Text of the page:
Even among linguists working with the Turkic languages, it seems a little-known fact that Turkmenistan’s first post-independence Latin alphabet, adopted on April 12, 1993, was a bizarre creation. For sounds that in other Turkic languages would be denoted with a letter plus a diacritic, e.g. <ş>, it instead used the following currency symbols: £ (capital /ʒ/), $ (capital /ʃ/), ¢ (lowercase /ʃ/), and ¥ (/j/).
I think I know where this idea came from. In the early 1990s I, like every child with a Macintosh computer, spent hours playing with the Key Caps application, which allowed one to access an array of pre-Unicode weird and wonderful exotic characters beyond the ASCII keyboard. I never imagined that it would drive a government’s creation of a new orthography.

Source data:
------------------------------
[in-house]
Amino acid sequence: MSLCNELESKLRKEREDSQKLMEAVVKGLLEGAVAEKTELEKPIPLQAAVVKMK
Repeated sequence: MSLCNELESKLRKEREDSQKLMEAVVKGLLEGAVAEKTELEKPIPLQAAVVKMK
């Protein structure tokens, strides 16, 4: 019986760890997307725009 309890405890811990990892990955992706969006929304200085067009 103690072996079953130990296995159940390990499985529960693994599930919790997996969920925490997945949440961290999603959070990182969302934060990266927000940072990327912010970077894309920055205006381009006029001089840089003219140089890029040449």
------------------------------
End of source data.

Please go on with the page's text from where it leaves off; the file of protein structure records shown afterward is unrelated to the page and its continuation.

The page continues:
Unfortunately, while it is easy to find references on the web to how silly this alphabet was, it has proven much more difficult to find actual texts written in it. The alphabet was quickly revised to replace the currency symbols with letters more customary for Turkic languages, and this presumably happened well before the internet reached Turkmenistan. Plus, Google simply ignores these letters when one tries to search for a Turkmen word spelled in such a way. In a country that, under Saparmurat Niyazov, so drastically revised its history and where the state so completely dominated publishing, it may be that even the few paper materials printed in this alphabet have been destroyed by now.
It definitely makes me want to include a visit to the hermit state during my next trip to Central Asia. In the meantime, perhaps one of the readers of this blog has scanned texts?